Seven Questions with Kim Obergfaell

Seven Questions with Kim Obergfaell

2022 Equity Rises Request for Proposals

Kim Obergfaell is a Policy Fellow in the Inclusive International Security Program at BASIC. She has a background in nuclear non-proliferation and risk reduction and has spent the past years researching nuclear policy and organizing dialogues in different roles across governmental and non-governmental organizations. This is part of a series of interviews in which you can get to know the grants given under the 2022 Equity Rises Request for Proposals and the people behind all the work.

Question 1: Tell us about your work! What kind of goals do you have? What are you excited about?

At BASIC, we are currently launching a new policy cycle of the Emerging Voices Network (EVN) dedicated to challenging identity, power, and inclusivity in the nuclear policy field. This involves examining key issues at the intersection of nuclear weapons and climate change, social justice, race, the military-industrial complex, and equity, diversity, and inclusivity within the field. The goal is to change some of the more traditional conversations we have on disarmament, non-proliferation, and diplomacy. Thanks to Ploughshares, we are hoping to provide a forum for early career researchers and thinkers to consider issues that are often put aside but that nevertheless are connected to individuals’ and states’ experiences and perspectives on nuclear policy. For the nuclear community to make progress in the future – whether it be on disarmament, arms control, or risk reduction – we need experts and negotiators that understand the interconnected and underlying challenges as well as the historical influences that shape states’ perspectives. Having spent the past two months planning this cycle and its various activities, I am very excited to launch this project in January and really look forward to learning more and expanding my own horizon.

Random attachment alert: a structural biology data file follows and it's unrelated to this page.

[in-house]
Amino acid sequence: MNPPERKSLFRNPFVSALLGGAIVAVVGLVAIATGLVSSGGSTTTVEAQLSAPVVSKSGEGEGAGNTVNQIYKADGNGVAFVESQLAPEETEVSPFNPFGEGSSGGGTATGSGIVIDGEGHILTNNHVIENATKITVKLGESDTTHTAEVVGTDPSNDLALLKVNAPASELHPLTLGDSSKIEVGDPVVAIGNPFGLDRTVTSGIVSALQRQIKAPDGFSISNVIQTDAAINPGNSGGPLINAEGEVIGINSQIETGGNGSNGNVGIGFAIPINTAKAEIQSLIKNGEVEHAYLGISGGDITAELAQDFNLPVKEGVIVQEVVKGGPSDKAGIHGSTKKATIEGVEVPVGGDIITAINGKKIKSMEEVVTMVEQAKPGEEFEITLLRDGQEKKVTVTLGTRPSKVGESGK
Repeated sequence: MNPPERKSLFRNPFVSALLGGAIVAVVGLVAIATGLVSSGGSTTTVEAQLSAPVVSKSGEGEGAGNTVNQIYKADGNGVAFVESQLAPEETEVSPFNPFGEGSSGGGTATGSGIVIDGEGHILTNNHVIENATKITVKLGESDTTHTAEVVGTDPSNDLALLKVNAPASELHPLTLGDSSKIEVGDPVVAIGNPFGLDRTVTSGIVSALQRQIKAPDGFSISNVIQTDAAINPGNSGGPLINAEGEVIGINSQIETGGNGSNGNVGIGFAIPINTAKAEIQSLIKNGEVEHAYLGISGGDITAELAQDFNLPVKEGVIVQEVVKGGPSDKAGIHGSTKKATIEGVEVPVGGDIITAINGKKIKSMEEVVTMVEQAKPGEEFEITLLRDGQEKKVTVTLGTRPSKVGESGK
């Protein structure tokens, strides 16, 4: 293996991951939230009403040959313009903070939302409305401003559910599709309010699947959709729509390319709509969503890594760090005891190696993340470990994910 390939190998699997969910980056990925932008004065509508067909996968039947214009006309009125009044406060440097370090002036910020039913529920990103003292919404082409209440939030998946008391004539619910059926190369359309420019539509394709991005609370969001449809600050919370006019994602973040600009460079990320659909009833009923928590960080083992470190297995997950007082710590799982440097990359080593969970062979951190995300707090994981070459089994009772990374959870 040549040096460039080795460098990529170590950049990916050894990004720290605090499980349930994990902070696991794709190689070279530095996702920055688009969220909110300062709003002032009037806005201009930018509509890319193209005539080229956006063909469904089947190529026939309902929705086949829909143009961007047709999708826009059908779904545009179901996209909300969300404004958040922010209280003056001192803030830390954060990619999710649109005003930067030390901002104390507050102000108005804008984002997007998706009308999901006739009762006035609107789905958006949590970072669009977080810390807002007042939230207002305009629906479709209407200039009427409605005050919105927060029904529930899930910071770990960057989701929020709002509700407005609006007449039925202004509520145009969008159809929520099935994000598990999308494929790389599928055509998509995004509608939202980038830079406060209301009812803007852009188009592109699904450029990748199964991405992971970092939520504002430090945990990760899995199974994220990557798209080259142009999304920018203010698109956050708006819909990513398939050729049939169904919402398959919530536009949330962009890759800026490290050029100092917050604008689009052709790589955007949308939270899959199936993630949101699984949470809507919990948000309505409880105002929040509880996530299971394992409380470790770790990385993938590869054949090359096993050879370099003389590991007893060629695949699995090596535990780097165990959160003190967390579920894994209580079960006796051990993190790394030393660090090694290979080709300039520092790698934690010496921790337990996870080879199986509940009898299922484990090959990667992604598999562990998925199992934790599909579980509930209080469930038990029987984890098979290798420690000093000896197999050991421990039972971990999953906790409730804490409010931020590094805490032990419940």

Question 2: How do you think including more diverse voices will affect the nuclear policy field?

The nuclear field has historically been considered from only a certain set of perspectives. Only by involving diverse voices and ensuring that these are heard can we make progress on generating a diverse set of ideas and proposals of how best to manage the multitude of challenges nuclear policymakers are facing today. This includes thinking outside the box that nuclear policy has traditionally been placed in and considering linked and underlying threats and challenges that will affect policymaking in the future.

Through the EVN, we are hoping to build a truly global and inclusive cohort of early career thinkers that can do just that: By bringing together young and early career voices from all over the world and with diverse backgrounds in science, technology, and academia, we work towards confronting, reflecting, and addressing key topics to transform contemporary and future nuclear policy decisions in the best interests of peace and security.

Question 3: How do you measure progress?

This may sound corny, but for me it is the spark in someone’s eyes when they have just listened to a new perspective or concept, and you can almost see the resulting influx of new ideas that they are now considering. It is moments like these when people learn something they did not understand before that can change their mindset or the way they approach a certain issue. In practice, this means connecting people that may otherwise not have an opportunity to speak to each other and enabling dialogue between communities where none was before.